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The Mortgage Rule Battle on Capitol Hill

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The Mortgage Rule Battle on Capitol HillThere has been a lot of change in mortgage rules in the last few years, many of which were designed to better protect consumers from predatory or problematic lending practices, and now those protective measures seem to be becoming points of contention.

Two regulatory changes to the ways in which mortgages are handled, one which already happened and another that seems at least a few months away, are at the center of a political controversy in Washington, D.C., according to a report from the Capitol Hill news site Politico. The first is a rule put into effect by the Consumer Financial Protection Bureau earlier this year which mandates a number of ways in which lenders have to verify that a person can afford a loan for which they are applying to have it count as a “qualified mortgage.” The point of the rule is to both make sure that lenders do not begin granting unsafe mortgages as they did prior to the recent recession, but also to give banks a better chance of avoiding the losses that typically come with loans that slip into default.

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Free Credit Check & MonitoringThe other regulation, which is expected to be put forward around midyear by a number of regulatory bodies, including the Federal Reserve Board and the Federal Deposit Insurance Corp., involves the ways in which lenders are allowed to sell packages of mortgages to investors, the report said. This is because while the CFPB has defined its own “qualified mortgage” rules, the other regulatory bodies have not defined what constitutes a “qualified residential mortgage,” meaning that there may be some ambiguity and even confusion about the process.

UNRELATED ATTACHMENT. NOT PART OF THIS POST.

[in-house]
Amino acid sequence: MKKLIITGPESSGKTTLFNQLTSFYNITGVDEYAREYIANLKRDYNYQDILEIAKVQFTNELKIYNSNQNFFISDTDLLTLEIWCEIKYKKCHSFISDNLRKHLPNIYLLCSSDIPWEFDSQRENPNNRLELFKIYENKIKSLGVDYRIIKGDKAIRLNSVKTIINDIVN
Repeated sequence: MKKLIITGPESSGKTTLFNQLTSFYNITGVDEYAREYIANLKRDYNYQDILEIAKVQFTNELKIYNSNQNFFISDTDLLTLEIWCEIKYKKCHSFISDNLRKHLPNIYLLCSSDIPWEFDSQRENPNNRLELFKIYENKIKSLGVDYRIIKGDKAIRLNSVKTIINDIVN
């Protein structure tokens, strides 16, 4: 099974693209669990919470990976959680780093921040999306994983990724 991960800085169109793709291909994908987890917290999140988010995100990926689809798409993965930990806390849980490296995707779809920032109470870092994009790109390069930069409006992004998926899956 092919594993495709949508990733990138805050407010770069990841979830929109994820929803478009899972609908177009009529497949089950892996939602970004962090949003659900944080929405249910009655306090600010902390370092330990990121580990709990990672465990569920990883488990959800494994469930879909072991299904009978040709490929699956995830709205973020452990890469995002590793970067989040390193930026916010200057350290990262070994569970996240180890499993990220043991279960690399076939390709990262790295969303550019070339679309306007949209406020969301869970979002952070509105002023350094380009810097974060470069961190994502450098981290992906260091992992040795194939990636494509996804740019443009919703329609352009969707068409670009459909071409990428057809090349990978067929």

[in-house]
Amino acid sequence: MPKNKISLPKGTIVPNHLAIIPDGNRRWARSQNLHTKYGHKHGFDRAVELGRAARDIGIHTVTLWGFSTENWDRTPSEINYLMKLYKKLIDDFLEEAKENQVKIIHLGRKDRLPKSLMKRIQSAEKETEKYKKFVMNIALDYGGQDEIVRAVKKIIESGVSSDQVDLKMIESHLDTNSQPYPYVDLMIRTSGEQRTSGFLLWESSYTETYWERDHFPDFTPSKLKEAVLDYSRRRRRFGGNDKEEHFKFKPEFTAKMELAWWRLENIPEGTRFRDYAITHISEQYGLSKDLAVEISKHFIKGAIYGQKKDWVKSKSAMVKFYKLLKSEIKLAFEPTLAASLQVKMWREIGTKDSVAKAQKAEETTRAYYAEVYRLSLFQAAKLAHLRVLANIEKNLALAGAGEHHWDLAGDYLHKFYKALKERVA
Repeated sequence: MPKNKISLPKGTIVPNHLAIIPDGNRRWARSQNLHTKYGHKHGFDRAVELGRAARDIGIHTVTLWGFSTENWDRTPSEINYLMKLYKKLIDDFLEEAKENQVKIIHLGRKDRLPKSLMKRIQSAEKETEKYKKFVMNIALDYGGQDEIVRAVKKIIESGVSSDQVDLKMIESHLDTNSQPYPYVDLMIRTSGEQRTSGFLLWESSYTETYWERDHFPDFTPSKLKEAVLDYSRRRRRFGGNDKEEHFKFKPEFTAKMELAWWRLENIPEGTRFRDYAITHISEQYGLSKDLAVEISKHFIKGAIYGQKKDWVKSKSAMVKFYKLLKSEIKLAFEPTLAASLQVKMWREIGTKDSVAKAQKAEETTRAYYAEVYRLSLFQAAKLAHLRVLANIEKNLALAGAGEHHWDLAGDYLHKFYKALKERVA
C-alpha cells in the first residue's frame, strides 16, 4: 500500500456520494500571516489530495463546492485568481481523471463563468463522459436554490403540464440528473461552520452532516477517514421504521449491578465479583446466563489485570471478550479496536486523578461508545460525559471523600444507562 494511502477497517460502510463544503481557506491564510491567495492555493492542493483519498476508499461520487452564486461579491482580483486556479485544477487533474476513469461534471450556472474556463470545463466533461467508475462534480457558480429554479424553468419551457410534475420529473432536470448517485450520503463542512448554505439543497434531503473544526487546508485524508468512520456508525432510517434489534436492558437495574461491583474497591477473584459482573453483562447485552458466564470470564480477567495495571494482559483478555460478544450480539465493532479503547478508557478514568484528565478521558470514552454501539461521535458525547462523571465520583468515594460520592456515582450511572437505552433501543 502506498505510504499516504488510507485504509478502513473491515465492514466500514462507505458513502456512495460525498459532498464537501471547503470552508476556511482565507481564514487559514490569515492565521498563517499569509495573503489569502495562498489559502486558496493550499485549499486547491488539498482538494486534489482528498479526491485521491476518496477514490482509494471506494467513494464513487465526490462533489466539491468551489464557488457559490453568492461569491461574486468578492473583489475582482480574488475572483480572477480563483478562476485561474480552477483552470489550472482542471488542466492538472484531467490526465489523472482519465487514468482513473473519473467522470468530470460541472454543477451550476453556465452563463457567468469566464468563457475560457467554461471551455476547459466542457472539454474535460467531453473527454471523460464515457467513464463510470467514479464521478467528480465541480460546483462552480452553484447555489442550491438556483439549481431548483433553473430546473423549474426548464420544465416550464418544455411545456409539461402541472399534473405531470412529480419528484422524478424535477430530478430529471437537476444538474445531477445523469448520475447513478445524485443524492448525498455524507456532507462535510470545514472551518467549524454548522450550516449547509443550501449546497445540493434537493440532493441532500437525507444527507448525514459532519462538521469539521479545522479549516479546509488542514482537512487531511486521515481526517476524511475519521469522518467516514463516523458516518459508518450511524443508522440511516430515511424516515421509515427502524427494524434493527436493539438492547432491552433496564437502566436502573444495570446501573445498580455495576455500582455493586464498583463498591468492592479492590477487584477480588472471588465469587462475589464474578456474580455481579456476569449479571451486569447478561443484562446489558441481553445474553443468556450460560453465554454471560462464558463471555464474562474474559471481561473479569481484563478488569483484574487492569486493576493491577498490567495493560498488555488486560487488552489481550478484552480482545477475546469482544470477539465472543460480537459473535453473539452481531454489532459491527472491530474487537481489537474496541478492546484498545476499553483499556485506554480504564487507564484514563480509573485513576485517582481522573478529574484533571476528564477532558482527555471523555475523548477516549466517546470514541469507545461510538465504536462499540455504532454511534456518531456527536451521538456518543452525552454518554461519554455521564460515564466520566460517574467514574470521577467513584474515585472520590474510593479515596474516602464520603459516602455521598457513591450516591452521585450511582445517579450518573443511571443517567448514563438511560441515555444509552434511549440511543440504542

Some experts have advocated that the rules for QRMs should just mirror those for QMs, which would help to clarify the entire process, the report said. If one regulatory agency holds mortgages to one standard, and others to another, that could make the market significantly more complex not only for lenders, but for borrowers as well, as any discrepancy would likely lead mortgage issuers to simply comply with whichever was more stringent. That, in turn, could make it more difficult for would-be borrowers to obtain home loans.

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Currently, many experts say that it’s already difficult for consumers to get mortgages because lending remains particularly tight for this type of credit, even as it has broadened significantly for most other types of credit in the last few years.

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